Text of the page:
Number 2 in our list of the famous MP3 is a map of Britain, drawn by Matthew Paris himself. It belongs with his Abbereviatio chronicorum, but was removed and bound separately in 1929 (Cotton MS Claudius D VI/1). This map is effectively a gazetteer of 13th-century England, Wales and Scotland, drawn by someone who spent most of their life in St Albans and had no access to satellite mapping. Most notably to the modern eye, northern Scotland is joined to the mainland by a bridge at Stirling, Canterbury is located due South of London (and can be traced in a straight line via Newark, Doncaster and Durham to Newcastle, along the route of the East Coast mainline), and Mount Snowdon is represented by a sandcastle.

A map of Britain by Matthew Paris

Map of Britain by Matthew Paris: Cotton MS Claudius D VI/1

And last, but not least, we have the autograph manuscript that contains Matthew's itinerary to Jerusalem and other maps, his Historia Anglorum, and the third part of his greatest historical work, the Chronica maiora (Royal MS 14 C VII). It's only by looking at this manuscript in the round that you get some sense of Matthew's wide range of interests, of his detailed chronicling activity, and of his artistic achievement. It's difficult to pick out any particular page for special attention — the candidates include his portraits of the kings of England and another map of Britain — but we have decided to go with the self-portrait of Matthew himself, portrayed kneeling before the Virgin and Child. Matthew Paris was not the most modest of men, to judge by his many writings. In this illustration he captures himself in a more suppliant pose, lying prostrate on the floor, but with his name picked out in blue and red capitals for the readers' attention. It's to this monk that we owe so many marvellous medieval manuscripts.

Miniature of the Virgin holding the birthday Jesus  with Matthew Paris lying at their feet

Miniature of the Virgin and Child, with a self-portrait by Matthew Paris: Royal MS 14 C VII, f. 6r

 

Julian Harrison

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22 June 2022

The Law Code of Alfonso X

Alfonso X, King of Castile, Leon and Galicia from 1252 and 1284, was so renowned for his interest in books and scholarship that he was nicknamed ‘El Sabio’ (the Wise or Learned). He promoted and consolidated Spanish language in the kingdom, having astronomical, medical and scientific documents translated into the vernacular.

King Alfonso enthroned, holding a sword and a book surrounded by his seated subjects, with buildings in the background
King Alfonso enthroned, from the Law Codes of Alfonso X (Castile or Leon, 1250-1300): Add MS 20787, f. 1r

When he came to the throne in 1252 Alfonso found that much of the legislation in his newly-unified kingdom was from varied traditions, making it contradictory and sometimes unjust. He set to work to codify it in three major legal works. Alfonso’s Law Codes, laying out traditional laws and rights, pertaining to both the Church and State, had a profound influence on Spanish literature and culture from the earliest surviving Spanish chivalric tale, El Cavallero Cifar (c. 1300), to numerous plays of the Golden Age (16th-17th centuries).

King Alfonso in a curtained room dictates to three seated figures, one of whom, a scribe, is writing in a book
King Alfonso dictates to a scribe, from the Law Codes of Alfonso X: Add MS 20787, f. 1v

The king also promoted the study of law at the University of Salamanca, granting two new prestigious positions for professors of law, who were to be given the title Cavallero and Señor de Leyes, along with special privileges including being allowed to enter the presence of emperors, kings and princes at any time. One section of the law code was devoted to the educational ethos and curriculum of universities.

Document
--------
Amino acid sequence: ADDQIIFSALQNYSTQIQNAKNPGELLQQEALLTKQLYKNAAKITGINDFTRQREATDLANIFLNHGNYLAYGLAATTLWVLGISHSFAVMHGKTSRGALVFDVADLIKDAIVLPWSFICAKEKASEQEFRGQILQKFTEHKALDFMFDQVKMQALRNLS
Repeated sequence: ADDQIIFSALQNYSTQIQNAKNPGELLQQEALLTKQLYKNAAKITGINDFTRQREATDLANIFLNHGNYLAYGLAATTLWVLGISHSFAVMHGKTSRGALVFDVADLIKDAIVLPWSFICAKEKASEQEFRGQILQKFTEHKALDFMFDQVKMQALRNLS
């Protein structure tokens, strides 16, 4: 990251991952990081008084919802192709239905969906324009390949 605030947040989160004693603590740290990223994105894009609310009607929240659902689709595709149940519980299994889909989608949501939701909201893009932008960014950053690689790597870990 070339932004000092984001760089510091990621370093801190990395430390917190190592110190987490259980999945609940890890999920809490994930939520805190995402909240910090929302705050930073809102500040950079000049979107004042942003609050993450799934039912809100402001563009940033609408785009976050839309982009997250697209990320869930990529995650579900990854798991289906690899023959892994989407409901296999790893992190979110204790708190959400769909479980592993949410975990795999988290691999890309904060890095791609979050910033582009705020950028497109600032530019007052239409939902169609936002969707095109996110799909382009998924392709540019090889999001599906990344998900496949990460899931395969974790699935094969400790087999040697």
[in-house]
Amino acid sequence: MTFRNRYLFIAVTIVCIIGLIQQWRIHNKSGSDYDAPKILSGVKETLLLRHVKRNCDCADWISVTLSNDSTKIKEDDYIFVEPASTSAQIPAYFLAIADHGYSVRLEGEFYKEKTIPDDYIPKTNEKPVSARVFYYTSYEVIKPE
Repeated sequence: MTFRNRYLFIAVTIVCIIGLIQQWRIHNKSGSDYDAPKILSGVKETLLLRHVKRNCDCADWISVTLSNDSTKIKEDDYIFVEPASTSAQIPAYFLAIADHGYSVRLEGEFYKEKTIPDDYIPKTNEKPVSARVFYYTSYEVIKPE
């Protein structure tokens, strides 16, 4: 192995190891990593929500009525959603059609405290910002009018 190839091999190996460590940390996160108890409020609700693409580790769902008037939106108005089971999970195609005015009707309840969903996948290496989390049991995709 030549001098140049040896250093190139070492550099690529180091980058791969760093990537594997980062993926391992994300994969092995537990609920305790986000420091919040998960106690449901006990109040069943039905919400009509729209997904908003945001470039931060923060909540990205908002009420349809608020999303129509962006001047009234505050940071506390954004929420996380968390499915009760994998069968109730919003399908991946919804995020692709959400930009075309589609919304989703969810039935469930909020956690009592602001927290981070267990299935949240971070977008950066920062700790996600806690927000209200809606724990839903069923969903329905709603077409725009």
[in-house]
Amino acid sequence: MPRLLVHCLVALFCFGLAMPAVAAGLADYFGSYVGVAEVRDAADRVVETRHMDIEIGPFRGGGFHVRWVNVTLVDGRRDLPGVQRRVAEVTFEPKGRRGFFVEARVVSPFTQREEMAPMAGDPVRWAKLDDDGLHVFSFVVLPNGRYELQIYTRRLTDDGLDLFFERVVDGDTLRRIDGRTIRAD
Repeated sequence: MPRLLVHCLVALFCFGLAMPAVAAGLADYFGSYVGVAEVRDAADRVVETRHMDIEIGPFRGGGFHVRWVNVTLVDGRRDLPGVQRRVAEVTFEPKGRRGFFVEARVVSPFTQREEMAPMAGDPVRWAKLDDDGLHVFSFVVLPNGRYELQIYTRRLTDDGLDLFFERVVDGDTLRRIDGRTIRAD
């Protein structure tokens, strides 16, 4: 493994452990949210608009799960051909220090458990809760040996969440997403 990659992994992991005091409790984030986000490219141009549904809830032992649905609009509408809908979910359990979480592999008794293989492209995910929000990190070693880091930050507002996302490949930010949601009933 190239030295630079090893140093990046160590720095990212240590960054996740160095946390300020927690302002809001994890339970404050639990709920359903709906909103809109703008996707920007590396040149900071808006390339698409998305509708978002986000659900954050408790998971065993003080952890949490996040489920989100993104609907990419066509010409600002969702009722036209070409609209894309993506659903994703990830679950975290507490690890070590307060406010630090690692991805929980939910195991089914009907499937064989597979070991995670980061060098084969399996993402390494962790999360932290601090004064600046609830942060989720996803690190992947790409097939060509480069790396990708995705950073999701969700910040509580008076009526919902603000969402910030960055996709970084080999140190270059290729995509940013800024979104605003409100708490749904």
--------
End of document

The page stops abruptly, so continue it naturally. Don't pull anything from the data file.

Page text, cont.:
The king stands with courtiers, instructing workmen with tools who are building a church
The king instructs workmen who are building a church, from the Law Codes of Alfonso X: Add MS 20787, f. 75r

During Alfonso’s reign a workshop under his patronage produced a number of highly illuminated manuscripts, the most famous being the Cantigas de Santa Maria which contain 400 songs about the miracles of the Virgin Mary in Galician-Portuguese with musical annotation. Four copies survive, now located in libraries in Spain and Italy. In the same workshop a manuscript of the Primera Partida, the first book of Alfonso's most famous law codes known as the Siete Partidas, was produced. It is the earliest known copy, dated to second half of the 13th century, and is now in the British Library (Add MS 20787).

Initial ‘A’ with King Alfonso kneeling before an altar and presenting a book to God, whose face appears above
Initial ‘A’ with King Alfonso presenting a book to God, from the Law Codes of Alfonso X: Add MS 20787, f. 1v

Each of the seven books of the code begins with a letter in the name ‘ALFONSO’, so the Primera Partida begins ‘A servicio de Dios’ (In the service of God). It deals with the relationship between the lawmaker and God. And in this manuscript there are miniatures or pictorial initials at the beginning of each section, depicting the functions of the contemporary church and the clergy in Alfonso’s kingdom.

The letter ‘P’ with a child in a carved font being baptised by a bishop, who raises his hand in blessing; a priest and men and women stand round the font
The letter ‘P’ with a child being baptised by a bishop, from the Law Codes of Alfonso X: Add MS 20787 f. 4r

 

The letter ‘D’ with a bishop holding a book while performing an exorcism; a devil emerges from the mouth of a writhing figure, while others pray and assist
The letter ‘D’ with a bishop performing an exorcism, from the Law Codes of Alfonso X: Add MS 20787 f. 37r

You can admire all the pages of the British Library's copy of the Law Code of Alfonso X on our Digitised Manuscripts site, and read more about medieval legal manuscripts in our article on the The Polonsky Foundation England and France Project website.

Chantry Westwell